French Squadron Uses EC725 Helicopters to “Fight and Rescue”

Paris Air Show » 2013
Aircrew from EH01.067
Aircrew from EH01.067 with one of the squadron’s EC725 Caracel helicopters. (Photo: Chris Pocock)
June 18, 2013, 1:10 AM

A round of upgrades is set to make the French air force’s two EC725 helicopter squadrons even more effective. One of them, based at Cazaux, designated EH01.067 and named after the Pyrenees Mountains, has already built a strong reputation for combat search and rescue (CSAR) missions in numerous overseas deployments.

“Our motto is ‘Fight and Rescue.’ On the sides of our helicopters, you don’t find the Red Cross. You find machine guns instead,” said Major Guillaume Vernet, the squadron’s director of operations. EH01.067 has been a CSAR outfit since 1993, when it was equipped with SA330 Pumas. Five of those are still on strength, and two are currently deployed to Mali. The bigger and more capable EC725s began to arrive from Eurocopter in 2004; first the “Resco” version and later the HUS version designed for special forces operations. The latter role was transferred to another squadron at Pau in 2010. The first of five new Caracel versions of the EC725 arrived at Cazaux in 2011. The 14 Resco and HUS machines are being upgraded to the Caracel standard over the next five years.

Vernet explained that the squadron is responsible for SAR missions in southwest France, and “public service” missions throughout the country, such as medical and other evacuations, and disaster response. The wartime missions include maritime surveillance and infiltration/extraction of personnel in hostile territory, as well as CSAR. In the last decade, the Pyrenees squadron has operated in Haiti, the Ivory Coast, Lebanon, Chad, Afghanistan, Libya and Mali. “We must be able to deploy rapidly to austere environments,” Vernet explained. During the 67 months that the squadron was deployed in Afghanistan, it flew more than 3,200 hours and performed over 220 evacuation missions.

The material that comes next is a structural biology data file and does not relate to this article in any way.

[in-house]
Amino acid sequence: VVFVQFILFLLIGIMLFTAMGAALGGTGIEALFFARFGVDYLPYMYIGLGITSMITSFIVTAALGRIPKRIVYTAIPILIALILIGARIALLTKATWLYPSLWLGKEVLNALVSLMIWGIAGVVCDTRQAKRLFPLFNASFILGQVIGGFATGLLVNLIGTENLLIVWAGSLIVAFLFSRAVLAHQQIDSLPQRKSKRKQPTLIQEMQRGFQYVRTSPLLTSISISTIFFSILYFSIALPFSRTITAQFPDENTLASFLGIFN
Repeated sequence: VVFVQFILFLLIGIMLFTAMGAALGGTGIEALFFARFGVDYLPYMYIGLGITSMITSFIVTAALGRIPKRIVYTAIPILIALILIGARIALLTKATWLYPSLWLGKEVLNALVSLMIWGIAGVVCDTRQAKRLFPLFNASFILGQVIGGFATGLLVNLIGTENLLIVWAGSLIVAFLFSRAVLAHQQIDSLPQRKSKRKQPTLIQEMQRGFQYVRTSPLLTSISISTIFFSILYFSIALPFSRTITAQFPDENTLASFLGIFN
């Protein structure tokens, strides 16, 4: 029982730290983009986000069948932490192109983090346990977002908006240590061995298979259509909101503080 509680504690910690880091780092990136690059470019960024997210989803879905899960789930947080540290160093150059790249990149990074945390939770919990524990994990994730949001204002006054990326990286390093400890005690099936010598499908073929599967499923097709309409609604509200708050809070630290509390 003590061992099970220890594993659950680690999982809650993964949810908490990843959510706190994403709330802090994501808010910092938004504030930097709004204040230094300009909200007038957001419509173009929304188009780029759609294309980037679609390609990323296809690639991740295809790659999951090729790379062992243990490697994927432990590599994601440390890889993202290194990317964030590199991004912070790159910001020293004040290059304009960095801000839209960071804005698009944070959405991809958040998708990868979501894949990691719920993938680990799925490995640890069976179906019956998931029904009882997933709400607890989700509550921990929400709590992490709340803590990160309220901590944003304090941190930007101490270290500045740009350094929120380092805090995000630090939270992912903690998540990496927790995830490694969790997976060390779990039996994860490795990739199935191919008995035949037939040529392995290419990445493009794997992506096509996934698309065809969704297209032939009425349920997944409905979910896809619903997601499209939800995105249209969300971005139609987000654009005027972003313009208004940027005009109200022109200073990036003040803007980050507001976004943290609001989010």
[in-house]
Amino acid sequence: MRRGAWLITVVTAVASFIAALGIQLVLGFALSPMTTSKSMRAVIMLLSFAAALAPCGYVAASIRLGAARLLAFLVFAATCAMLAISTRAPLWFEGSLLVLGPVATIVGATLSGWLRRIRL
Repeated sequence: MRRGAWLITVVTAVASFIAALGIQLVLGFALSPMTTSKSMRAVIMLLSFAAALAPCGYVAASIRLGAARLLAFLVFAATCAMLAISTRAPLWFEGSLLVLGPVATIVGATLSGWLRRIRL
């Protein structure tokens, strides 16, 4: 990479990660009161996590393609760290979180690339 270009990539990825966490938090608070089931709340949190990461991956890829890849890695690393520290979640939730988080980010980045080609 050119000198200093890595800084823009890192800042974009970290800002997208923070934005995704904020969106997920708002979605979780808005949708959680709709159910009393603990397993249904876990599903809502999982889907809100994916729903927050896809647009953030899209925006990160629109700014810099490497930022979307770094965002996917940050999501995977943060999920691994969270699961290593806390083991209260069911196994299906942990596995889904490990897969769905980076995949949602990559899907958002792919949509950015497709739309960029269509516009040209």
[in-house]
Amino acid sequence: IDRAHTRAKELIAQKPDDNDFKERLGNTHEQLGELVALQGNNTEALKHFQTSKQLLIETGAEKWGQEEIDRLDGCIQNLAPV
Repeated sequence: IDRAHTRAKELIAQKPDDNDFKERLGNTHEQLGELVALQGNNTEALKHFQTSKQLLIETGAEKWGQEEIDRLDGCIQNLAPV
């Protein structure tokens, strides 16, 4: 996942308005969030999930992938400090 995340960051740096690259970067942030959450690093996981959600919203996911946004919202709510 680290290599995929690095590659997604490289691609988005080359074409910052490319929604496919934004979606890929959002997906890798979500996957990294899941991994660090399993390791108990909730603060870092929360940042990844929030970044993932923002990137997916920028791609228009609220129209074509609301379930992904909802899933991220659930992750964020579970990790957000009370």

The personnel recovery mission is often flown at night, in bad weather, and into hostile environments. The squadron trains for unrefueled low-level rescue missions to a radius of 250 nautical miles, flying at 120 knots, and allowing for 20 minutes over the “target” area, with a 30-minute reserve. “We can bring back three to six people at this longest range, or up to 17 people on shorter missions,” said Vernet.

The EC725 has a much more sophisticated navigation suite than the SA330, including weather radar, digital map and FLIR. The self-protection suite is similar, but on the EC725 “all the sensors feed into a single box which tells us the best solution to the threat via the digital map,” he said.

The helicopter itself is very easy to fly, said Vernet. The four-axis autopilot provides envelope protection and automatic transition and hover, with no limitation in speed or altitude. The auto-hover mode allows easier extraction of personnel; and is a good counter to the loss of reference that pilots may experience in dusty or snowy conditions. The pilots also enjoy a multi-redundant glass cockpit, and can use night vision goggles. There is no flight engineer. “We are deploying new pilots on combat operations after only 100 hours,” Vernet said.

The EC725 comes equipped with a refueling probe, and the squadron is now qualifying its pilots with the help of C-130 tankers provided by the Italian and U.S. Air Forces. Some French Air Force A400Ms will be delivered with refueling pods, and trial hook-ups of the new airlifter with the EC725 are scheduled for next year.

The EC725 upgrade includes Sagem’s latest sensor ball, the Euroflir 350, which allows personnel to be identified in all weather conditions at up to one kilometer away; satcom; replacement of the 7.62-mm miniguns with new 20-mm guns from Nexter (already on the squadron’s SA330s); and modifications to the engine Fadec that will allow takeoffs in temperatures as low as -30 degrees C. The time-between-overhauls will also be extended from 750 hours/two years to 1,200 hours/three years.

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